Recently, the visual secret sharing (VSS) technique by random grids (RG), proposed by Kafri and Keren in 1987 . In every structural study it is important to estimate the reliability of the structure found from the experimental data.

Recently, the visual secret sharing (VSS) technique by random grids (RG), proposed by Kafri and Keren in 1987, has drawn attention in academia again to remove the abovementioned drawbacks. However, Kafri and Keren's scheme is a 2-out-of-2 VSS scheme but neither n-out-of-n nor 2-out-of-n(n 2). In this paper, novel n-out-of-n (Method 1) and 2-out-of-n (Method 2) secret image sharing schemes based. on RG are proposed to encrypt the secret into n cipher-grids without pixel expansion and additional codebook required.

Her aim is to show how visual culture can avoid what she defines as the Scylla and Charybdis that threaten it: the lack of a specific object of study (given its departure from the traditional hierarchies of art history) and the expansion of the field to the point of incoherence as it seems to subsume everything related to the cultural and the visual.

In Visual Culture, Margaret Dikovitskaya offers an overview of this new area of. .Book Description MIT Press Ltd, United States, 2006.

Many academic fields study this subject, including cultural studies, art history, critical theory, philosophy, media studies, Deaf Studies and anthropology.

The history, theoretical frameworks, methodology, and pedagogy of the new field of visual culture; current debates and the possibility for future consensus.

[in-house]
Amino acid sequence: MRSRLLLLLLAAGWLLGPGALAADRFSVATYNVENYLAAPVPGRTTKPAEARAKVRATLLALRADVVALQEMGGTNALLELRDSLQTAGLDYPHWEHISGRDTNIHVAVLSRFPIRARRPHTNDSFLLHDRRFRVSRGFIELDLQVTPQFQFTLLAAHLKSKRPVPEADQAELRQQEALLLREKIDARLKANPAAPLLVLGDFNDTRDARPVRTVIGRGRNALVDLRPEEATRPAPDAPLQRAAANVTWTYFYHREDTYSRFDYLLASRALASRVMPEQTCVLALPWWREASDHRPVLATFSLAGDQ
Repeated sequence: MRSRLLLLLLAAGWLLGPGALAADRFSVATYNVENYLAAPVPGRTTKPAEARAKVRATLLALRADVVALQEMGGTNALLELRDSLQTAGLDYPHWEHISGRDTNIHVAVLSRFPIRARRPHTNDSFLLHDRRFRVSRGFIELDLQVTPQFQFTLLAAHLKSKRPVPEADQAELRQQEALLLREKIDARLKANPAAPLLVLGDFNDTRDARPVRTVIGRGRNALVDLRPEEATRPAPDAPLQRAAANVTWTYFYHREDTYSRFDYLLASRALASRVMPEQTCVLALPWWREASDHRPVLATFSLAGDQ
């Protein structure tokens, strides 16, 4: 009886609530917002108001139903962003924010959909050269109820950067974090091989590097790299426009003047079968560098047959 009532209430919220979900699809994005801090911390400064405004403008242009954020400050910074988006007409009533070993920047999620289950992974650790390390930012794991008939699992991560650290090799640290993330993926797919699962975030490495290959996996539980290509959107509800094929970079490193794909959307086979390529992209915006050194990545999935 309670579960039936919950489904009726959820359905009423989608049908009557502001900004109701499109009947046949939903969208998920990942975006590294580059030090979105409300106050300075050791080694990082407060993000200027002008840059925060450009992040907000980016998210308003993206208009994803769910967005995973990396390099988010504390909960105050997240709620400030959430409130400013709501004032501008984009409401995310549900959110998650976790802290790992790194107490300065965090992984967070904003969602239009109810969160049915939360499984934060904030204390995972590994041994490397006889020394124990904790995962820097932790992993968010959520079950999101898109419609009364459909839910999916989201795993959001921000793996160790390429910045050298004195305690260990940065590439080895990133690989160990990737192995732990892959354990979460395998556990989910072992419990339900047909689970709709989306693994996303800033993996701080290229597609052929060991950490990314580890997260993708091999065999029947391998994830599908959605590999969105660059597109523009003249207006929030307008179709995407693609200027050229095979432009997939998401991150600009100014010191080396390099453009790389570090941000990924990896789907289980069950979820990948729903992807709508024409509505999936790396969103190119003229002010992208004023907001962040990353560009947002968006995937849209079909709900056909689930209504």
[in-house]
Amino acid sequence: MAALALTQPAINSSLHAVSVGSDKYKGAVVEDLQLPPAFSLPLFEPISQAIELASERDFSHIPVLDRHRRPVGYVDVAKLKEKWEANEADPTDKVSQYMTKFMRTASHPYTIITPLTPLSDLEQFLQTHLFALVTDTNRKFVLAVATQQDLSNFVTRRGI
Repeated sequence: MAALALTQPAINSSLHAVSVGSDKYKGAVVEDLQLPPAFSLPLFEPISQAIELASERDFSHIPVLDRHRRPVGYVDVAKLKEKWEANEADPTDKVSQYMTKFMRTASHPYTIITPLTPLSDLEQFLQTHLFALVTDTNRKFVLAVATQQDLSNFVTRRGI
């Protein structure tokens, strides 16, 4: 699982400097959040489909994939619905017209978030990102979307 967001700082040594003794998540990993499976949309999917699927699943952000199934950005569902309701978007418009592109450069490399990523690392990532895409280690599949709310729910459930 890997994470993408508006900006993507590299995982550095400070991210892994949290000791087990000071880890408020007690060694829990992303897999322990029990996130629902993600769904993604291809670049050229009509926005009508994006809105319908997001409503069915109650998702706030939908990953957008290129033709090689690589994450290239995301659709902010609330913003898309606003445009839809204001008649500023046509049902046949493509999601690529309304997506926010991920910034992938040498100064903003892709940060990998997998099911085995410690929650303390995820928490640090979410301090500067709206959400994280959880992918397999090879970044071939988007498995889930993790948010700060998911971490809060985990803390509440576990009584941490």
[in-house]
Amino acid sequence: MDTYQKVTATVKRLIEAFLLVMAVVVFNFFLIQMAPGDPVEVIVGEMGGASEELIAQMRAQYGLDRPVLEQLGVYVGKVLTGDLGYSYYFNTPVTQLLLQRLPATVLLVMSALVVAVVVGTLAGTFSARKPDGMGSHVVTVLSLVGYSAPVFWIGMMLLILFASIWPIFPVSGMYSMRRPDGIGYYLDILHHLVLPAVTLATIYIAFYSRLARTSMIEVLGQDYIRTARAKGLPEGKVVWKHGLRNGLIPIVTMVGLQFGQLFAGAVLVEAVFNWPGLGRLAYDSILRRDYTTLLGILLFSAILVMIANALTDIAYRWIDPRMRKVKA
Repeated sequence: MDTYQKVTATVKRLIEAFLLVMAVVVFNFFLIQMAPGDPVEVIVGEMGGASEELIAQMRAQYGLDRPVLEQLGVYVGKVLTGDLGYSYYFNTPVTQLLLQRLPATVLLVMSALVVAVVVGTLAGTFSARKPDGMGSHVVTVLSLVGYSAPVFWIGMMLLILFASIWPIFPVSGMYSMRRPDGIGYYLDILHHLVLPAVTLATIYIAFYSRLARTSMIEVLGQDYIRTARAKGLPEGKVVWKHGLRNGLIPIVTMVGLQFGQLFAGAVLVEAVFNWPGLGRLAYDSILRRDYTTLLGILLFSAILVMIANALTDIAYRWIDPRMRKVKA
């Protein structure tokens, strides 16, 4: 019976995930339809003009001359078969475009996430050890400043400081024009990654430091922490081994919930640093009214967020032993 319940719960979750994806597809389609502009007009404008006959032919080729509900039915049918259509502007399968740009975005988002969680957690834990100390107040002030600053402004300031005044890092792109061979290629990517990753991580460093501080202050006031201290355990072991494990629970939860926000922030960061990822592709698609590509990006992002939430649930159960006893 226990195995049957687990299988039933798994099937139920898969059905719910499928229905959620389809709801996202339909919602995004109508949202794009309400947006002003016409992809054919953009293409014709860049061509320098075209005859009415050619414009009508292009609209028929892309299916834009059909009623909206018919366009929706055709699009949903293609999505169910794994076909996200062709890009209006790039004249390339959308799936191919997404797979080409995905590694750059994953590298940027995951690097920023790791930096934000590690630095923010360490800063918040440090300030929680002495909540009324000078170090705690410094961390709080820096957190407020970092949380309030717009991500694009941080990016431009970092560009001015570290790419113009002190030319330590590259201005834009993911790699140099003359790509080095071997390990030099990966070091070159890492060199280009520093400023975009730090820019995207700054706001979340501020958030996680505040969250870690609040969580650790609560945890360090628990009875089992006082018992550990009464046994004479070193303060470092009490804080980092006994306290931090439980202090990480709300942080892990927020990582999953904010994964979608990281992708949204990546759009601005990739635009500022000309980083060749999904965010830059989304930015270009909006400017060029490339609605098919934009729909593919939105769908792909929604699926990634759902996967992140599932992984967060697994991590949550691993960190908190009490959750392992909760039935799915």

In recent years, visual culture has emerged as a growing and important interdisciplinary field of study. Visual culture regards images as central to the representation of meaning in the world. It encompasses "high" art without an assumption of its higher status. But despite the current proliferation of studies and programs in visual culture, there seems to be no consensus within the field itself as to its scope and objectives, definitions, and methods. In Visual Culture, Margaret Dikovitskaya offers an overview of this new area of study in order to reconcile its diverse theoretical positions and understand its potential for further research. Her aim is to show how visual culture can avoid what she defines as the Scylla and Charybdis that threaten it: the lack of a specific object of study (given its departure from the traditional hierarchies of art history) and the expansion of the field to the point of incoherence as it seems to subsume everything related to the cultural and the visual.